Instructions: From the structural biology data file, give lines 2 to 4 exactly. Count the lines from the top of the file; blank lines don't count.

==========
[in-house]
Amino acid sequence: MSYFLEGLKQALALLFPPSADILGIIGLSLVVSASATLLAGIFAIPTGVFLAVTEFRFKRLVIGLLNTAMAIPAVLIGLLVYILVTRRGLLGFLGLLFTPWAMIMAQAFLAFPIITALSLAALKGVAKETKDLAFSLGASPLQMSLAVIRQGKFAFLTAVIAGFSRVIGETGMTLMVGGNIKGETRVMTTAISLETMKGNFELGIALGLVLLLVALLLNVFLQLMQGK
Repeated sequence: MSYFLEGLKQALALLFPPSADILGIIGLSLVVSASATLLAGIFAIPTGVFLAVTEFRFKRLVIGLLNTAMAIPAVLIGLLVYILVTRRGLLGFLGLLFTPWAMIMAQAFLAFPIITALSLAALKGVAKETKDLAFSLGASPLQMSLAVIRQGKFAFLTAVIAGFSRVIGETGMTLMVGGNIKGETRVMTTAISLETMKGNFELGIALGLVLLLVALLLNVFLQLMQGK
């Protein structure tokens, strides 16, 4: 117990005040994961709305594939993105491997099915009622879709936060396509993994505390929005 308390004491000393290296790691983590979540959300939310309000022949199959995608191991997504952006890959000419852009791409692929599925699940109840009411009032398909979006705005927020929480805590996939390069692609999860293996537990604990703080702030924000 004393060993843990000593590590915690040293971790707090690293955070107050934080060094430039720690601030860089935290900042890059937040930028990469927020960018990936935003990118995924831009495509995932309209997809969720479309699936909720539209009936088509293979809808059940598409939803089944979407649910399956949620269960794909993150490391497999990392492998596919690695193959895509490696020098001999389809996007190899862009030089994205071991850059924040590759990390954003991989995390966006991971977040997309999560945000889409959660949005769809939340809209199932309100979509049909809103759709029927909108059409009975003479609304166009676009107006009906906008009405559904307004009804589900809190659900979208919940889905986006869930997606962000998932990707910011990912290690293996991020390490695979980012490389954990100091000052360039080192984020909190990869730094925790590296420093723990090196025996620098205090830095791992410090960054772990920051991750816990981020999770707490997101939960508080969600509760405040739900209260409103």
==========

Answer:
Amino acid sequence: MSYFLEGLKQALALLFPPSADILGIIGLSLVVSASATLLAGIFAIPTGVFLAVTEFRFKRLVIGLLNTAMAIPAVLIGLLVYILVTRRGLLGFLGLLFTPWAMIMAQAFLAFPIITALSLAALKGVAKETKDLAFSLGASPLQMSLAVIRQGKFAFLTAVIAGFSRVIGETGMTLMVGGNIKGETRVMTTAISLETMKGNFELGIALGLVLLLVALLLNVFLQLMQGK
Repeated sequence: MSYFLEGLKQALALLFPPSADILGIIGLSLVVSASATLLAGIFAIPTGVFLAVTEFRFKRLVIGLLNTAMAIPAVLIGLLVYILVTRRGLLGFLGLLFTPWAMIMAQAFLAFPIITALSLAALKGVAKETKDLAFSLGASPLQMSLAVIRQGKFAFLTAVIAGFSRVIGETGMTLMVGGNIKGETRVMTTAISLETMKGNFELGIALGLVLLLVALLLNVFLQLMQGK
């Protein structure tokens, strides 16, 4: 117990005040994961709305594939993105491997099915009622879709936060396509993994505390929005 308390004491000393290296790691983590979540959300939310309000022949199959995608191991997504952006890959000419852009791409692929599925699940109840009411009032398909979006705005927020929480805590996939390069692609999860293996537990604990703080702030924000 004393060993843990000593590590915690040293971790707090690293955070107050934080060094430039720690601030860089935290900042890059937040930028990469927020960018990936935003990118995924831009495509995932309209997809969720479309699936909720539209009936088509293979809808059940598409939803089944979407649910399956949620269960794909993150490391497999990392492998596919690695193959895509490696020098001999389809996007190899862009030089994205071991850059924040590759990390954003991989995390966006991971977040997309999560945000889409959660949005769809939340809209199932309100979509049909809103759709029927909108059409009975003479609304166009676009107006009906906008009405559904307004009804589900809190659900979208919940889905986006869930997606962000998932990707910011990912290690293996991020390490695979980012490389954990100091000052360039080192984020909190990869730094925790590296420093723990090196025996620098205090830095791992410090960054772990920051991750816990981020999770707490997101939960508080969600509760405040739900209260409103």